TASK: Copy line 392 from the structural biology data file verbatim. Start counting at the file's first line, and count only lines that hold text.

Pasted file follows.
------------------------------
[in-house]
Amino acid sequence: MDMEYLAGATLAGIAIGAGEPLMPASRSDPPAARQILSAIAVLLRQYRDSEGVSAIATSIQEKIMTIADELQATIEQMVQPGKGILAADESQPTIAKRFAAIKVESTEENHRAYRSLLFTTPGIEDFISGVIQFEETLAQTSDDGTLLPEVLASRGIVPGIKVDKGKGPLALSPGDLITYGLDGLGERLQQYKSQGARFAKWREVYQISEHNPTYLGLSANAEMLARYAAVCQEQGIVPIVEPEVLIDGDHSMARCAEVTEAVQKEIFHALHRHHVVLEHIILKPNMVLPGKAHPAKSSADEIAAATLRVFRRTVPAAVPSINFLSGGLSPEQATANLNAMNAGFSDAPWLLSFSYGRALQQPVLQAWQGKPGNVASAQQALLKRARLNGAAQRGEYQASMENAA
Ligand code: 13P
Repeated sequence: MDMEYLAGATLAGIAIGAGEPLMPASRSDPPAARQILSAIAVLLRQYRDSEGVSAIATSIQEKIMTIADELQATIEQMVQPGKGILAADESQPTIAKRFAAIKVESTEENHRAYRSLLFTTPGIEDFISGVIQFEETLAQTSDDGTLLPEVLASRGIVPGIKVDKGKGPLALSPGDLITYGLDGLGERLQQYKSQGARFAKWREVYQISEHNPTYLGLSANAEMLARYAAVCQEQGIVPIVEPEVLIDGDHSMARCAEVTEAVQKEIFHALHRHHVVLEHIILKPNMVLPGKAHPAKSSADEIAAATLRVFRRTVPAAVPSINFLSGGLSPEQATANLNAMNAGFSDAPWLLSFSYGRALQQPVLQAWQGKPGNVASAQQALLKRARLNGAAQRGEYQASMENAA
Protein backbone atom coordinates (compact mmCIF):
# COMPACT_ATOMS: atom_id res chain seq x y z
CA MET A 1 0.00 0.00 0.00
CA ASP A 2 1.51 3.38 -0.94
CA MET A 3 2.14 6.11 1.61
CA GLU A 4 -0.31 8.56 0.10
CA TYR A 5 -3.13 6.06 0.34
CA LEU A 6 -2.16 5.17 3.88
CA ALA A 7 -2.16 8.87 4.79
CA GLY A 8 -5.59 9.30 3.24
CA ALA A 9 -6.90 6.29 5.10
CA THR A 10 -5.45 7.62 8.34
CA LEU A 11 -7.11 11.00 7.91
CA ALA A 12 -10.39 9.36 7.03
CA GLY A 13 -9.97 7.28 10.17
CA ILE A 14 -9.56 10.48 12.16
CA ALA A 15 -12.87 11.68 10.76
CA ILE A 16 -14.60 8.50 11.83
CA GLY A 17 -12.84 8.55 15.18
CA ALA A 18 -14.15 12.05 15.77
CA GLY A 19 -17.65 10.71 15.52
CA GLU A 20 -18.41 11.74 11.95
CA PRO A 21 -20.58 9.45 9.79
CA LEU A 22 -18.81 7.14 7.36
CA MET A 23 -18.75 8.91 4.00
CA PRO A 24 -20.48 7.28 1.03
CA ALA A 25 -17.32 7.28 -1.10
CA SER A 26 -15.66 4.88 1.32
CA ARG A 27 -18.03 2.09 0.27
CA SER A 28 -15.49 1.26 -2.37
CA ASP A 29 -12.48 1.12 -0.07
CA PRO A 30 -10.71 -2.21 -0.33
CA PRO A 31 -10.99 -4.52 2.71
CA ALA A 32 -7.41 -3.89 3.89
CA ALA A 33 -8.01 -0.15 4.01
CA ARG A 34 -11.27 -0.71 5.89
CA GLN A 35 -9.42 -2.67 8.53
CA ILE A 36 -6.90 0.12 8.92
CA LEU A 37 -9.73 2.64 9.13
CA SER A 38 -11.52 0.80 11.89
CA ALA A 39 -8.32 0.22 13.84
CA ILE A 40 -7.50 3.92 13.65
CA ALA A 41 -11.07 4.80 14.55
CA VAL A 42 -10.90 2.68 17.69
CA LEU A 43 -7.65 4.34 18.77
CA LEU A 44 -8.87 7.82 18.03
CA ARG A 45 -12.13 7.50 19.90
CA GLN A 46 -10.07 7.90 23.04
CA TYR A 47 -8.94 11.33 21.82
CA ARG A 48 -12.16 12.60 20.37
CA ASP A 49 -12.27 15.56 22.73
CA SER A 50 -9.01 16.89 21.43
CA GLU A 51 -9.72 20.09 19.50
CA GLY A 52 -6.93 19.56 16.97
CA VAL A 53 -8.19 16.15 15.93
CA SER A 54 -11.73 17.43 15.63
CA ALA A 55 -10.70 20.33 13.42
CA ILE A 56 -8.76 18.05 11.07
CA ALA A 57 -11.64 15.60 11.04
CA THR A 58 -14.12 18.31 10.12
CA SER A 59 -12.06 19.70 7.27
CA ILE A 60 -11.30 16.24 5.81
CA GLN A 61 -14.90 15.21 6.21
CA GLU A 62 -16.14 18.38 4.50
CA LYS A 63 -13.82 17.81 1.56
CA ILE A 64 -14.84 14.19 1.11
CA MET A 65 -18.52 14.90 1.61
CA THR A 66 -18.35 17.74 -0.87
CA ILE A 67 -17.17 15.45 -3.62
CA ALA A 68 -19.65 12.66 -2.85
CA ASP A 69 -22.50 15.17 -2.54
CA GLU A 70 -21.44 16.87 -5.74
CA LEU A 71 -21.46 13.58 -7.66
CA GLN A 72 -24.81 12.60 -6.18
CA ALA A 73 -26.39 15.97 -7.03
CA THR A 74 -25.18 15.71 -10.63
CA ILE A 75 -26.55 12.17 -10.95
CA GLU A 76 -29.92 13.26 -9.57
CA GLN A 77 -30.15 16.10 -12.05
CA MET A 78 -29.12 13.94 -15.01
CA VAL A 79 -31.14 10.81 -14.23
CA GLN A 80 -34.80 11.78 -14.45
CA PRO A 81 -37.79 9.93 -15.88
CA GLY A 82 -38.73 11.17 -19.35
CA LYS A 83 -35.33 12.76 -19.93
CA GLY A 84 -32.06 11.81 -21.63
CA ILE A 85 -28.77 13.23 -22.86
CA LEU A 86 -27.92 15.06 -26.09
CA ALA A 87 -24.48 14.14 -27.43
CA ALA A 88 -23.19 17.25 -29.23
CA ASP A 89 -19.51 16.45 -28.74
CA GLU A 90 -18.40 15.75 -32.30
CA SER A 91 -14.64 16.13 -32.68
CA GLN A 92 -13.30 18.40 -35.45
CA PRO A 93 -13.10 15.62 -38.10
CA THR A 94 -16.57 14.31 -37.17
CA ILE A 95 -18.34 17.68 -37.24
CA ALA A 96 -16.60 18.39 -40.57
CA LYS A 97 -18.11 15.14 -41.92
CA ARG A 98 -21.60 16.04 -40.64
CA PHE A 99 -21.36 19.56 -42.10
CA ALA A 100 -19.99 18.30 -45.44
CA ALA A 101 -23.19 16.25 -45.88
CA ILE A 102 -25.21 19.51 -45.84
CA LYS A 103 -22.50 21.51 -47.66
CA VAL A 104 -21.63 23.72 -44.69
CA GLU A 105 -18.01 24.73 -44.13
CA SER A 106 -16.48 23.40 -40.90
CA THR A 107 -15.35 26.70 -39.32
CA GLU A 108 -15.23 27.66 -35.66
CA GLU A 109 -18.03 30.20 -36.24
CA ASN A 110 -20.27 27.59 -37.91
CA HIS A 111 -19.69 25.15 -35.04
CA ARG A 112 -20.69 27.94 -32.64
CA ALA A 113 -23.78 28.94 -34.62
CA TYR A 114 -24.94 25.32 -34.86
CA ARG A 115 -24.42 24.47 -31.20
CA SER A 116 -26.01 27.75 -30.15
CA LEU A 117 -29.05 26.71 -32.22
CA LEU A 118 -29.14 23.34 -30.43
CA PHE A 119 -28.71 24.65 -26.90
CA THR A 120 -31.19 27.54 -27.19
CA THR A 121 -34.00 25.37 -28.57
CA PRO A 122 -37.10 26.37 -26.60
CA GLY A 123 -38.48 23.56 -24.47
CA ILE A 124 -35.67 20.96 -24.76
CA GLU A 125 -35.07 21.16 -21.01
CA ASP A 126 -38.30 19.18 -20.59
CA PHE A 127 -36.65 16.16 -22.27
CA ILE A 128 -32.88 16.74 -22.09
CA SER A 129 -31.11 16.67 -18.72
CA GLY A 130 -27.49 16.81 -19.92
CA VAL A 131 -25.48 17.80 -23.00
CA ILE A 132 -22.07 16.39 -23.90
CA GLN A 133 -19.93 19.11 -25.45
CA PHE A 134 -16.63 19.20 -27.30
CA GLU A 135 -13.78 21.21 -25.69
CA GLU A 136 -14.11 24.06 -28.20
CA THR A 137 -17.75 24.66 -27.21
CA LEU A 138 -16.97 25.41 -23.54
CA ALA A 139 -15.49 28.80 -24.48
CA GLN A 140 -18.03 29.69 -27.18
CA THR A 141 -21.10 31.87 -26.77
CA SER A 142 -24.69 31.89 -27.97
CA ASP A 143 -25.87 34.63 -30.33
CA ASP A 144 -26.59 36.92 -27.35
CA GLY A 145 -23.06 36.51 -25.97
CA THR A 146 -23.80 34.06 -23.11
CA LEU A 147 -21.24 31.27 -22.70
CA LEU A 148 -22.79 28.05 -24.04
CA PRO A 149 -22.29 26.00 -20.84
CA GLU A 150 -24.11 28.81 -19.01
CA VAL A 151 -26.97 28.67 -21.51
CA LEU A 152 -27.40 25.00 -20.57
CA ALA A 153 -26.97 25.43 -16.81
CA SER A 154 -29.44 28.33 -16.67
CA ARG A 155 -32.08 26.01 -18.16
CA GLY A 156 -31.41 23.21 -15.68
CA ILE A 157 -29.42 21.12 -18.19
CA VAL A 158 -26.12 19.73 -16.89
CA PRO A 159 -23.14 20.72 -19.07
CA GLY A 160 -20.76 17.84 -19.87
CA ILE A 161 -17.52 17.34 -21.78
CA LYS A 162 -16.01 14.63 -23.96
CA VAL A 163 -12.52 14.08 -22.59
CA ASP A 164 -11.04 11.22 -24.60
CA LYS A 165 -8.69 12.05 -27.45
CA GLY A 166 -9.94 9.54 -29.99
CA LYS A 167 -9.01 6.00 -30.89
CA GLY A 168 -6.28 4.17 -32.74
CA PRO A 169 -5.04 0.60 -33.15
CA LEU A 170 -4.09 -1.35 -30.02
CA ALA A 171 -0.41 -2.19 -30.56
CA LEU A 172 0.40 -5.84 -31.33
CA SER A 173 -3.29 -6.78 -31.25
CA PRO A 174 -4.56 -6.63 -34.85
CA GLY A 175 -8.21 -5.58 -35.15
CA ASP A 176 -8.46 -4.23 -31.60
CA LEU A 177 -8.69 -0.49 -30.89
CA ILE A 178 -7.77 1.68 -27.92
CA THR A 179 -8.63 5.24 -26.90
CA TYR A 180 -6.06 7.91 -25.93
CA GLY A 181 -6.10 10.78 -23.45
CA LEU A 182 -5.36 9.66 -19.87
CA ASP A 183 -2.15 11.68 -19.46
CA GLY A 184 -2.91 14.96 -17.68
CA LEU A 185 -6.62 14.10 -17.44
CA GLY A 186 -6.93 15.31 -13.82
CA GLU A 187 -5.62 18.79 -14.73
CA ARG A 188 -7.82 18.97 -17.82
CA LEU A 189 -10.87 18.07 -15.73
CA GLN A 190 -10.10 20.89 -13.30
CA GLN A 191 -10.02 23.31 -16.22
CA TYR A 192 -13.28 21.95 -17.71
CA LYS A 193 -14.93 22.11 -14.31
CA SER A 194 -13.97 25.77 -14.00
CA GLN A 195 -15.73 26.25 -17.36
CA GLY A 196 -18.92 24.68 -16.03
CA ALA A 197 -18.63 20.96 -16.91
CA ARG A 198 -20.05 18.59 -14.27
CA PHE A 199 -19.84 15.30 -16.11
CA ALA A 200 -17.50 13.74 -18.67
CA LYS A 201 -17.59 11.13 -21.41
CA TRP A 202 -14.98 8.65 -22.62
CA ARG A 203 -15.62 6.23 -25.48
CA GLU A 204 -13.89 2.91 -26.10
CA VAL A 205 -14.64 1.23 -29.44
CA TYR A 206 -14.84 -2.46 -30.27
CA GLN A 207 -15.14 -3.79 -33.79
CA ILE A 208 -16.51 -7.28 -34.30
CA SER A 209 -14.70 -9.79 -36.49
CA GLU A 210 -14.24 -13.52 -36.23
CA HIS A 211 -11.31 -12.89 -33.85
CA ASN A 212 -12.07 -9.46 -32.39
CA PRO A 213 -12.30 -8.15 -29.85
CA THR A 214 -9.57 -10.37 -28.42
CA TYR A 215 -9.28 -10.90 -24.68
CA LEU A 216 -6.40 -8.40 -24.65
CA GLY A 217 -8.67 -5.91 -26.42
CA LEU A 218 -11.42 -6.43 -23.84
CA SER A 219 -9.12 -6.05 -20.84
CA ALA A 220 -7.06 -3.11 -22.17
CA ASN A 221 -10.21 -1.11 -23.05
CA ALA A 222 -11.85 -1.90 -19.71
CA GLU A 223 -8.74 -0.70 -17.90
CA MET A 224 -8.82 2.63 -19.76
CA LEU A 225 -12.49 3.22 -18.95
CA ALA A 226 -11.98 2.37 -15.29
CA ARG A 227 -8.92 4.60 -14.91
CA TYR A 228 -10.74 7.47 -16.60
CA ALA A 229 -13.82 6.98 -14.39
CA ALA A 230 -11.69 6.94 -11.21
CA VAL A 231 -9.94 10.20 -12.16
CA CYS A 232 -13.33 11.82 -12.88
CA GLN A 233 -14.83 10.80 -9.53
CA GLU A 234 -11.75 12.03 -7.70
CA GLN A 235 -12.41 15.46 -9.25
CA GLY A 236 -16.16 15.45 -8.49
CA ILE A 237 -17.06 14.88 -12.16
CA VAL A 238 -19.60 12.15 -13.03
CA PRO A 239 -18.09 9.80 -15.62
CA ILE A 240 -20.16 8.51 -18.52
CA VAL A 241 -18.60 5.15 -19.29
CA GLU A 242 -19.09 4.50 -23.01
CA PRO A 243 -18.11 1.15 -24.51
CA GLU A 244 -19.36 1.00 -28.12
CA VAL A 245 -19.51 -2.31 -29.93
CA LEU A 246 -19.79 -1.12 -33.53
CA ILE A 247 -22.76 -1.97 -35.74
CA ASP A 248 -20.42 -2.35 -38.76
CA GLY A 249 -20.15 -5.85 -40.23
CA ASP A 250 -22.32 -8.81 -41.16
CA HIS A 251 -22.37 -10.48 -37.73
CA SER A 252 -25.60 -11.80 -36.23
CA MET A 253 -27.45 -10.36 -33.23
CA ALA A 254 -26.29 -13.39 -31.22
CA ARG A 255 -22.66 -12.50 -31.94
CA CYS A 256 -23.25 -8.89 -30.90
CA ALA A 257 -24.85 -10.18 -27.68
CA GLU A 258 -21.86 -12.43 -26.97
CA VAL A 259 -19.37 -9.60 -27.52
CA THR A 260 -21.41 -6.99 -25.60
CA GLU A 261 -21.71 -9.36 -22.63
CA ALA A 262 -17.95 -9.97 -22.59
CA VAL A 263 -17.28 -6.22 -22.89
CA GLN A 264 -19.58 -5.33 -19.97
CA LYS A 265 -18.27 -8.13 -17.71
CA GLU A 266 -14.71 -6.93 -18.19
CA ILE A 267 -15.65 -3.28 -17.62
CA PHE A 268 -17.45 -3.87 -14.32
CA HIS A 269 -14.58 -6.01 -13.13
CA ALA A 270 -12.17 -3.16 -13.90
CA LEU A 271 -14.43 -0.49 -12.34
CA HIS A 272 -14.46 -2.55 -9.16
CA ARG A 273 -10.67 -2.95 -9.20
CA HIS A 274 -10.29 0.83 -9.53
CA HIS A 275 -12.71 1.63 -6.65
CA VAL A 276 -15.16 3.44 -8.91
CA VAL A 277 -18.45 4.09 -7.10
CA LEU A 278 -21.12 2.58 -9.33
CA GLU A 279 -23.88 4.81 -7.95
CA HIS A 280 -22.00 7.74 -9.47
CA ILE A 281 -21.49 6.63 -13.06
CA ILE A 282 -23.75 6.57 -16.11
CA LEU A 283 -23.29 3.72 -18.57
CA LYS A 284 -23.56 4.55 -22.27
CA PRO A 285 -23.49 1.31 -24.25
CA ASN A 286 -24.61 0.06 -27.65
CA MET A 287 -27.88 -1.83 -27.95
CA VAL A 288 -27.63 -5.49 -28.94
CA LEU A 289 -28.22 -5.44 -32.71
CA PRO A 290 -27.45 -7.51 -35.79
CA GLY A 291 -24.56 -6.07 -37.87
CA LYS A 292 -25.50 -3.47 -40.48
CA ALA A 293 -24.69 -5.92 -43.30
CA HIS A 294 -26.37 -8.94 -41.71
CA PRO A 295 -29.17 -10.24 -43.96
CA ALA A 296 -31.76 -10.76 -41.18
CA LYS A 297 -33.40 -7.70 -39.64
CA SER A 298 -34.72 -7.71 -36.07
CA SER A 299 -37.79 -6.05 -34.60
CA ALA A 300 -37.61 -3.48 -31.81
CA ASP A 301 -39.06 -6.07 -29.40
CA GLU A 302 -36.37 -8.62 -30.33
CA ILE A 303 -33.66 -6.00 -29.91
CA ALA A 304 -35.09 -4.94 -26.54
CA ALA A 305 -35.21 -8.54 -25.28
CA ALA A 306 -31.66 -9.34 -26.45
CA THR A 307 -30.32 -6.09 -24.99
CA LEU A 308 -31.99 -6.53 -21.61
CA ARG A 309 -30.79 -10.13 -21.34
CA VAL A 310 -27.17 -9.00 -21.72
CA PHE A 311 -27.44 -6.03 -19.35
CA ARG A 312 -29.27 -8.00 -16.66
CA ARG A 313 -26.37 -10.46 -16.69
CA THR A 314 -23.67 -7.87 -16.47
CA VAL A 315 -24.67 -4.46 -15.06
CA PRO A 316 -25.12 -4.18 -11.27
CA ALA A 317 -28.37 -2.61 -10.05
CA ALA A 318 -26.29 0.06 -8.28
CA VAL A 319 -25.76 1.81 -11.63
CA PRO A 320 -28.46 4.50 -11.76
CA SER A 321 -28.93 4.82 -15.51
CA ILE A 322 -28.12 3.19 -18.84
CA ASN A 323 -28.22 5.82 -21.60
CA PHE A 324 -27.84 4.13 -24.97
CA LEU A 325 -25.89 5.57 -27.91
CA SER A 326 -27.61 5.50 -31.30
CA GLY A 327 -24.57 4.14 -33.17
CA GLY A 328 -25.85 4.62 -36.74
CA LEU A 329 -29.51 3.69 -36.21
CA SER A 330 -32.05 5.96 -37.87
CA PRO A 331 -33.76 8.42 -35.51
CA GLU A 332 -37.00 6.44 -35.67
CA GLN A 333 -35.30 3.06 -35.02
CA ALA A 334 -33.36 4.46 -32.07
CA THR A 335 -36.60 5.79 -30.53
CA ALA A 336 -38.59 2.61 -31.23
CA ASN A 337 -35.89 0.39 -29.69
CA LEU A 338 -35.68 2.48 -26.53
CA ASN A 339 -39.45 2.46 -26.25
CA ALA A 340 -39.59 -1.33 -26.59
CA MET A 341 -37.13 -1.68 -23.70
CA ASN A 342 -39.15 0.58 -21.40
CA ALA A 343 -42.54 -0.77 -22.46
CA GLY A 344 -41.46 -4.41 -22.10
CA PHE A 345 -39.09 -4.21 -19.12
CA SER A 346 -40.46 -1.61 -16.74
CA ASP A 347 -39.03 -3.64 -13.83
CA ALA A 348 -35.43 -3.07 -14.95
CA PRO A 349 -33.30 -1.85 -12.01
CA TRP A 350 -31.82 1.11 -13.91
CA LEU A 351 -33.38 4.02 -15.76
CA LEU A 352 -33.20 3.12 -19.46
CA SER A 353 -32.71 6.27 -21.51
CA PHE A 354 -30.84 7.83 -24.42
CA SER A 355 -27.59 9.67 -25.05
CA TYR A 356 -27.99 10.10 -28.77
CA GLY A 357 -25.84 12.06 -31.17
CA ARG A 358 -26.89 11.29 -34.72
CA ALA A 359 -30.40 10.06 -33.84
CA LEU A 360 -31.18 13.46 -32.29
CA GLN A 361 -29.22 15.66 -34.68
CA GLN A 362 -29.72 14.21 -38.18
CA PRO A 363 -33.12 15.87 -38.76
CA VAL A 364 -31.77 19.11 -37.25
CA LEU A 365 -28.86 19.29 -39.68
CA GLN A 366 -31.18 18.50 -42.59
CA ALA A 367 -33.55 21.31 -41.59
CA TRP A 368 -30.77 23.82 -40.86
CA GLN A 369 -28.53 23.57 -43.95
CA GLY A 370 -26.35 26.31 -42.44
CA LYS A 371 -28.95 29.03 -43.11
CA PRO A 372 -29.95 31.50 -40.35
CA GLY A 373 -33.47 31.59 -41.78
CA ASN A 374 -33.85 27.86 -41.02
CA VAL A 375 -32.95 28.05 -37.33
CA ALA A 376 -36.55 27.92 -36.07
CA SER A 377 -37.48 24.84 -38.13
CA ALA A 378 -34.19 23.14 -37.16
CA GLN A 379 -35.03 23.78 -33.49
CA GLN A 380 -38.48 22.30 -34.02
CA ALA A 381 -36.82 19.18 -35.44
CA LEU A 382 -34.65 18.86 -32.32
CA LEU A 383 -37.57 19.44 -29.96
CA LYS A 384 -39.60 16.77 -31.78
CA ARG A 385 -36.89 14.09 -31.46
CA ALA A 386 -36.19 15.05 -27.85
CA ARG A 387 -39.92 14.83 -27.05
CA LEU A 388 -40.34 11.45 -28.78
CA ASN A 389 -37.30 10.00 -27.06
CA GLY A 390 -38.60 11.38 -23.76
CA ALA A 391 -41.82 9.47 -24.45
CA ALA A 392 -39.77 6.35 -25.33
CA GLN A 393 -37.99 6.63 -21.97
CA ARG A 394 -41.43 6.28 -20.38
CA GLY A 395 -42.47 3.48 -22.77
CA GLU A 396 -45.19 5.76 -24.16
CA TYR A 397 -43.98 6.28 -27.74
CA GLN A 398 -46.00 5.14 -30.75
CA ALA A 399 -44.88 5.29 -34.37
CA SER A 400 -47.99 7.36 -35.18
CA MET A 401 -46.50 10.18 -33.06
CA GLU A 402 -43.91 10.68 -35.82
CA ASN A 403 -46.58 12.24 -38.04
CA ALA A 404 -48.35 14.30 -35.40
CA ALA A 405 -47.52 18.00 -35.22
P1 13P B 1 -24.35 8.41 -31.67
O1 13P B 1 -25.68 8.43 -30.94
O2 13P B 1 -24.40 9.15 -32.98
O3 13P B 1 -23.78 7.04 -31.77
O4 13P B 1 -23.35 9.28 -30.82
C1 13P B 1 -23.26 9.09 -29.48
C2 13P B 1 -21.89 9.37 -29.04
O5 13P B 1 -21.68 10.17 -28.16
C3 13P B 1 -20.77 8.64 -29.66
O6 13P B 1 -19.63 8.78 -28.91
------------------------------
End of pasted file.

CA ALA A 386 -36.19 15.05 -27.85